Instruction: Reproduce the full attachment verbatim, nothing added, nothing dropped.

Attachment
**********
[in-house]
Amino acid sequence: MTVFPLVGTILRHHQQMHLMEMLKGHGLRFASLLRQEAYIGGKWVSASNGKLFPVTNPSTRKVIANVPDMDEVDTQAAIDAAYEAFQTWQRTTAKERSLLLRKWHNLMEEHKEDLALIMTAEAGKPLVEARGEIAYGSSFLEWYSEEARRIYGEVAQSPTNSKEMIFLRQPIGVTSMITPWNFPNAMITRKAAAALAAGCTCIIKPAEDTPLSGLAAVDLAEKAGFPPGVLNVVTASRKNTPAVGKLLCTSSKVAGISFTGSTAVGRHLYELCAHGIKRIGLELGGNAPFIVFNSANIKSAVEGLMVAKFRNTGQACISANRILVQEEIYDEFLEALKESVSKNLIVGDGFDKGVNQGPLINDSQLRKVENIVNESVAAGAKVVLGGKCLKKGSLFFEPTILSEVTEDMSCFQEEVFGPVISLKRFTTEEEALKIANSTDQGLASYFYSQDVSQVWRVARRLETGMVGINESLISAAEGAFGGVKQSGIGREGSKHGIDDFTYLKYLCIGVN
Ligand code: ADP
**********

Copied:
[in-house]
Amino acid sequence: MTVFPLVGTILRHHQQMHLMEMLKGHGLRFASLLRQEAYIGGKWVSASNGKLFPVTNPSTRKVIANVPDMDEVDTQAAIDAAYEAFQTWQRTTAKERSLLLRKWHNLMEEHKEDLALIMTAEAGKPLVEARGEIAYGSSFLEWYSEEARRIYGEVAQSPTNSKEMIFLRQPIGVTSMITPWNFPNAMITRKAAAALAAGCTCIIKPAEDTPLSGLAAVDLAEKAGFPPGVLNVVTASRKNTPAVGKLLCTSSKVAGISFTGSTAVGRHLYELCAHGIKRIGLELGGNAPFIVFNSANIKSAVEGLMVAKFRNTGQACISANRILVQEEIYDEFLEALKESVSKNLIVGDGFDKGVNQGPLINDSQLRKVENIVNESVAAGAKVVLGGKCLKKGSLFFEPTILSEVTEDMSCFQEEVFGPVISLKRFTTEEEALKIANSTDQGLASYFYSQDVSQVWRVARRLETGMVGINESLISAAEGAFGGVKQSGIGREGSKHGIDDFTYLKYLCIGVN
Ligand code: ADP